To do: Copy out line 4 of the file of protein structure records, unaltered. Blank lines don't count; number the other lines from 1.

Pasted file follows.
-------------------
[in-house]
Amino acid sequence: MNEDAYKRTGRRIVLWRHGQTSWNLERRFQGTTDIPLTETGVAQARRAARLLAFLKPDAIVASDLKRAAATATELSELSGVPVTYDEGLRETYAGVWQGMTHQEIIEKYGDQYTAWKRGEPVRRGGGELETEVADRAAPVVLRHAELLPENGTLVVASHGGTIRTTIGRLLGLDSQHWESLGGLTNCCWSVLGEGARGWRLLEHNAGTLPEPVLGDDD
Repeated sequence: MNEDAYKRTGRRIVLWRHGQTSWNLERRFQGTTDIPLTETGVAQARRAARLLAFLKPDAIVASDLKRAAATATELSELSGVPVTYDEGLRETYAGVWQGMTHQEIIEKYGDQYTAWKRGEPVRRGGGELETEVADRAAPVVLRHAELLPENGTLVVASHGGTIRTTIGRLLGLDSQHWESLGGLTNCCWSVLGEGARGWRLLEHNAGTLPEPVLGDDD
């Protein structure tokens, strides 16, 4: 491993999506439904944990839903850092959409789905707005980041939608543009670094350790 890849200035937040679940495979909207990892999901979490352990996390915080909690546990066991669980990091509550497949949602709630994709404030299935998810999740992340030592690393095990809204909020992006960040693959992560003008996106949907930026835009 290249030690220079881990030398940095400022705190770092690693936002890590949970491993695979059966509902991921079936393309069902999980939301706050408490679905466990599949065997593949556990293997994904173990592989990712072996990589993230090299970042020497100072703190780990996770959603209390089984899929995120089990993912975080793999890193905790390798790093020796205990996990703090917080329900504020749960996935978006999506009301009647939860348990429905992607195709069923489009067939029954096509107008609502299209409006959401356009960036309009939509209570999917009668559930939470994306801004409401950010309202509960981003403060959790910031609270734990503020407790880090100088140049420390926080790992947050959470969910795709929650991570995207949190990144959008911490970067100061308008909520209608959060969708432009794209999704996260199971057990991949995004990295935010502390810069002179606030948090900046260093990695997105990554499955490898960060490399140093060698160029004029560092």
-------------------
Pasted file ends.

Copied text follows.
């Protein structure tokens, strides 16, 4: 491993999506439904944990839903850092959409789905707005980041939608543009670094350790 890849200035937040679940495979909207990892999901979490352990996390915080909690546990066991669980990091509550497949949602709630994709404030299935998810999740992340030592690393095990809204909020992006960040693959992560003008996106949907930026835009 290249030690220079881990030398940095400022705190770092690693936002890590949970491993695979059966509902991921079936393309069902999980939301706050408490679905466990599949065997593949556990293997994904173990592989990712072996990589993230090299970042020497100072703190780990996770959603209390089984899929995120089990993912975080793999890193905790390798790093020796205990996990703090917080329900504020749960996935978006999506009301009647939860348990429905992607195709069923489009067939029954096509107008609502299209409006959401356009960036309009939509209570999917009668559930939470994306801004409401950010309202509960981003403060959790910031609270734990503020407790880090100088140049420390926080790992947050959470969910795709929650991570995207949190990144959008911490970067100061308008909520209608959060969708432009794209999704996260199971057990991949995004990295935010502390810069002179606030948090900046260093990695997105990554499955490898960060490399140093060698160029004029560092």